Missions. Snipers. ISIS compounds.

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August 17, 2016 

BuzzFeed News reports from the front lines of the US ground war against ISIS in Iraq. Australia and Papua New Guinea are “working towards” the closure of the Manus Island immigration detention center. And a massive California wildfire has forced more than 80,000 people to evacuate.



A look at what US forces are really doing on the ground in Iraq as they fight against ISIS.

US soldiers are often much closer to — and much more involved in — the fighting against ISIS than the public has been led to think.

BuzzFeed News' Mike Giglio visited front lines across northern Iraq and spoke to local soldiers who revealed details of the role elite US special operations forces are playing, including kill-or-capture missions, sniper attacks, and pounding ISIS positions with mortars and artillery. Other specialized US troops can be found ordering airstrikes, flying surveillance drones, and carrying out mortar strikes.

Rare photographs from Camp Swift, a base for US forces that is helping the Iraqi army and peshmerga in their mission to recapture the northern city of Mosul. Warzer Jaff for BuzzFeed News



Fire and flooding in America.

In California: A fast-moving wildfire scorched through 15,000 acres Tuesday in Southern California, closing a major interstate and forcing more than 82,000 people to evacuate. The fire was sparked as temperatures in the area soared above 100 degrees Fahrenheit with very low humidity. The governor has declared a state of emergency.

Flames off of Highway 138 as the wildfire rages through San Bernardino County. Kevin Warn/ZUMA Wire/REX/Shutterstock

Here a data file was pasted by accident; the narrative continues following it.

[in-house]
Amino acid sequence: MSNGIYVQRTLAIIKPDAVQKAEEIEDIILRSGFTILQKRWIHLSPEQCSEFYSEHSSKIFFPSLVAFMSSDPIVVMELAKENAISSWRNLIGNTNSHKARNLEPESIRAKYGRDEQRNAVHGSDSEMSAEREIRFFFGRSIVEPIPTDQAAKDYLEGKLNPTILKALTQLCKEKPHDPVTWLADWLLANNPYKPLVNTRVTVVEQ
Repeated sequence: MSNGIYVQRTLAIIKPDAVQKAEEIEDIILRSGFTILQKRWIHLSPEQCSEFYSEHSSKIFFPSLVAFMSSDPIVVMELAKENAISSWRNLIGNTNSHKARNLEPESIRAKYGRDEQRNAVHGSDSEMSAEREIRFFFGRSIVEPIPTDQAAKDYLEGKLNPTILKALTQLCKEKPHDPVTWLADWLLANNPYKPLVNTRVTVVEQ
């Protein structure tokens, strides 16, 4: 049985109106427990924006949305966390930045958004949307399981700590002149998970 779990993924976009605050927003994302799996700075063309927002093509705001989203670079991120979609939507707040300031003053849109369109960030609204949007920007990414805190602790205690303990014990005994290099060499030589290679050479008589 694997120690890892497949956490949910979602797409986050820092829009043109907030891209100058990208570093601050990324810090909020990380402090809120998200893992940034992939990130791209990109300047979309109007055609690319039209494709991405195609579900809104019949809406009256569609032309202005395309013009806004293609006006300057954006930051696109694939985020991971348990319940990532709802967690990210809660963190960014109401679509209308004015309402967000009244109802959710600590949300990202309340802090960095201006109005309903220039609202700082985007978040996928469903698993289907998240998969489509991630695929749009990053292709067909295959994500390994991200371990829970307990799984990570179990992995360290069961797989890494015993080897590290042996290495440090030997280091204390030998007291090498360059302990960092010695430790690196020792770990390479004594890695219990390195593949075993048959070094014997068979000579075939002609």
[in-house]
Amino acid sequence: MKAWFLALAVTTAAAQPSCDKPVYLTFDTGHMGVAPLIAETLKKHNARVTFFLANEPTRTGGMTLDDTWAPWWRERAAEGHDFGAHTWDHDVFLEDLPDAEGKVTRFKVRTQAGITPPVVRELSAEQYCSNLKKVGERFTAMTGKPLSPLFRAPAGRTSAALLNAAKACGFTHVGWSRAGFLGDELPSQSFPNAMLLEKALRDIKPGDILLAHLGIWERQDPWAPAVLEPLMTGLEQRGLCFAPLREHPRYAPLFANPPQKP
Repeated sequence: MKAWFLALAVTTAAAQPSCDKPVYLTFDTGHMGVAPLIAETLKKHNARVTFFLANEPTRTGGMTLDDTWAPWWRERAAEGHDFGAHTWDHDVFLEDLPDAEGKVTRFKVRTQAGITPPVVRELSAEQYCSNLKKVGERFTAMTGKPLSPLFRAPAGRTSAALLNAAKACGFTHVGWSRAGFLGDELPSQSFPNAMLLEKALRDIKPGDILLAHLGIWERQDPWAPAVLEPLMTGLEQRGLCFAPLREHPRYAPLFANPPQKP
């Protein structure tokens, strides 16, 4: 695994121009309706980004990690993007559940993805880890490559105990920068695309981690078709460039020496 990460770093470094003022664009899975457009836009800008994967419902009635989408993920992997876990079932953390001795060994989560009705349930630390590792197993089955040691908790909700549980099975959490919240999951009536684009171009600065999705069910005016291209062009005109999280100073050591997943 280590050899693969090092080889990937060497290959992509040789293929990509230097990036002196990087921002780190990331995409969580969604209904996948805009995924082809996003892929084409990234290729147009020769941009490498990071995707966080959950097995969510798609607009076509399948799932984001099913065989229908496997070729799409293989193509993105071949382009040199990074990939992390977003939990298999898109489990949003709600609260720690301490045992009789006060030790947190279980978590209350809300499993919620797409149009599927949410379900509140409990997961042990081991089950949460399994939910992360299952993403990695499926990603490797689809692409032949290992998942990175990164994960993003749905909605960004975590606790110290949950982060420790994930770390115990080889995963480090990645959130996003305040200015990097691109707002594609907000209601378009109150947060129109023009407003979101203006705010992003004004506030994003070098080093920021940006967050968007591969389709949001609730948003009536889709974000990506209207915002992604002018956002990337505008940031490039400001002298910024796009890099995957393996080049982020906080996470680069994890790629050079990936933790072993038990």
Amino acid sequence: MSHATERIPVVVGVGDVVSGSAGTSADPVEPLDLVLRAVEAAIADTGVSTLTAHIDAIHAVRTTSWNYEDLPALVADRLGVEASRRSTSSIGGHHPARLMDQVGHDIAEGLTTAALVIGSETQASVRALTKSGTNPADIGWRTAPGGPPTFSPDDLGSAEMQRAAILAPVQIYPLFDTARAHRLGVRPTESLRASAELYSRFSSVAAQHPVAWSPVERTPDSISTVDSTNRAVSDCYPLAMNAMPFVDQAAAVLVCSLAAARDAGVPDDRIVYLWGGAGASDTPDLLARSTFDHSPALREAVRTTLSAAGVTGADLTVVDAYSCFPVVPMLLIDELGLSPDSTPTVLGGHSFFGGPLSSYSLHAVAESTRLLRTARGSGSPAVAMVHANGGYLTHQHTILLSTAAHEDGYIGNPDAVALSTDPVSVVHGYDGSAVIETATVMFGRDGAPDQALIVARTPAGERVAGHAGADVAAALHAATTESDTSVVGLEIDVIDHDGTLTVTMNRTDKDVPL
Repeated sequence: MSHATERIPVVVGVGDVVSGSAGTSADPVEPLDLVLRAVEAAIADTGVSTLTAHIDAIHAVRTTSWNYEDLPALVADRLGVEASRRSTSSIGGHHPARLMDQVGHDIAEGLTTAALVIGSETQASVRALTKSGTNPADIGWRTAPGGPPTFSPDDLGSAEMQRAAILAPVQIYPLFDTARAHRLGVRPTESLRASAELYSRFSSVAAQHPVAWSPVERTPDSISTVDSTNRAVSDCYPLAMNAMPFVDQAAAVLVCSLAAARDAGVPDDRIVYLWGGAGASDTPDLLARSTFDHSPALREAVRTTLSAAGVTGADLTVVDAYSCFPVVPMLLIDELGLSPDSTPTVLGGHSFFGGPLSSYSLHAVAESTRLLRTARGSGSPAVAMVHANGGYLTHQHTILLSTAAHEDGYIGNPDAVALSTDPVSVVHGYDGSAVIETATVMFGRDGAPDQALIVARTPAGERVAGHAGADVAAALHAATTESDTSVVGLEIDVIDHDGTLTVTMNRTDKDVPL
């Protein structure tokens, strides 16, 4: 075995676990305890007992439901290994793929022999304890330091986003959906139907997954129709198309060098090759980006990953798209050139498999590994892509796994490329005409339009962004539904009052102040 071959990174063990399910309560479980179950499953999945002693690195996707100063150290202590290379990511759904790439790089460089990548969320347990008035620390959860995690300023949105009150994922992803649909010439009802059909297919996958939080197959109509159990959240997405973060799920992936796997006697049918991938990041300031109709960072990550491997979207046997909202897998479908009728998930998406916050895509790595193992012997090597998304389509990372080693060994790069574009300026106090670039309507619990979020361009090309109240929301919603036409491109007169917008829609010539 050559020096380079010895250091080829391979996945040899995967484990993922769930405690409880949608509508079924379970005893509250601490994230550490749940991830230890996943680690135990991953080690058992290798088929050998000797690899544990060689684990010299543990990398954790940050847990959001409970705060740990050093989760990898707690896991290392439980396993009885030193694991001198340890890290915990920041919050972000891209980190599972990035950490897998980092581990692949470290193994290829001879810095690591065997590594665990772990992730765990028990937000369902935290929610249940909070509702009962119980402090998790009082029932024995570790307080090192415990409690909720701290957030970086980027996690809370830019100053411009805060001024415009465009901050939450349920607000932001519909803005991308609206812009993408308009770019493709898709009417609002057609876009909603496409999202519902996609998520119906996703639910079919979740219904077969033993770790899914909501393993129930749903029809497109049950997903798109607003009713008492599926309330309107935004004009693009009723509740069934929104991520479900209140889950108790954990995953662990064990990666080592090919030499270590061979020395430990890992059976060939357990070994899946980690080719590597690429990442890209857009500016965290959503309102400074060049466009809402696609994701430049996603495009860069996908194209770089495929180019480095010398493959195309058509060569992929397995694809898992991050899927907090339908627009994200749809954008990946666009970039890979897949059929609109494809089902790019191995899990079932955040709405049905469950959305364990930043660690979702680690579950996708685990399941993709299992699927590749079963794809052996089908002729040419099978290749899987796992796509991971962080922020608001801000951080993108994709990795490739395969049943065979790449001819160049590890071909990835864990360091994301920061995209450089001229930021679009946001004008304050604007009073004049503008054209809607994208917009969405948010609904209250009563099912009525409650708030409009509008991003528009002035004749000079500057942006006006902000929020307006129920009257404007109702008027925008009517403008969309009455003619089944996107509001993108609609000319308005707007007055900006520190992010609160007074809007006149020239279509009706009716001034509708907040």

In Louisiana: At least 10 people have died and more than 20,000 people have been rescued after historic flooding hit the region. As of Monday, 8,098 people were in shelters, at least 40,000 homes were impacted by the disaster, and around 34,000 meters were without electricity. President Barack Obama has declared a major disaster in the state.

Here are photos that show just how catastrophic the floods are. Max Becherer / AP Photo


The latest from the Olympics in Rio.

  • Team USA’s Simone Biles collected her fourth gold medal Tuesday after winning the women’s floor exercise. Her teammate Aly Raisman took the silver.

  • For the men, Danell Leyva took home two silver medals, capping off the most successful games ever for the US gymnastics team, with a record 12 medals.

  • French pole vaulter Renaud Lavillenie was in tears as he was awarded the silver medal amid a swarm of boos and whistles from Brazilian fans.

  • Runner Jenny Simpson won bronze in the women’s 1,500-meter race, earning the USA its first-ever medal in the event.

In what can only be called an act of true sportsmanship, New Zealand’s Nikki Hamblin stopped in her women’s 5,000-meter semi-final to walk the USA’s injured Abbey D’Agostino to the finish line. Patrick Smith / Getty Images



  • US presidential election: The Spanish-speaking Mormons who did Hispanic outreach for Mitt Romney in 2012 were a unique weapon, one that Donald Trump has ensured is not available to him.
  • In Oz: Australia and Papua New Guinea are “working towards” the closure of the Manus Island immigration detention center.

  • UK news: Activist groups have accused police of institutional racism over the use of Tasers in the wake of the death of former Premier League soccer player Dalian Atkinson. And British hate preacher Anjem Choudary is facing up to 10 years in jail after being found guilty of supporting ISIS.

  • Biz & tech: Univision is buying Gawker for $135 million two months after the latter filed for bankruptcy following Hulk Hogan's privacy suit. And legacy automaker Ford plans to put self-driving cars on the road by 2021.

  • Entertainment: Amber Heard and Johnny Depp have agreed to resolve their divorce privately. Heard will donate her settlement proceeds to charity. Caitlyn Jenner’s reality show I Am Cait is ending after just two seasons on E! And Taylor Swift is donating $1 million to Louisiana flood relief.

  • #MissingType campaign: The letters A, B, and O are being dropped from iconic signs and landmarks around the world to raise awareness of the need for blood donations.

A lifeguard in Sydney, Australia, wears “Bondi Beach” trunks with the letters A, B, and O omitted as part of the blood donations campaign.. NHS Blood And Transplant / PA


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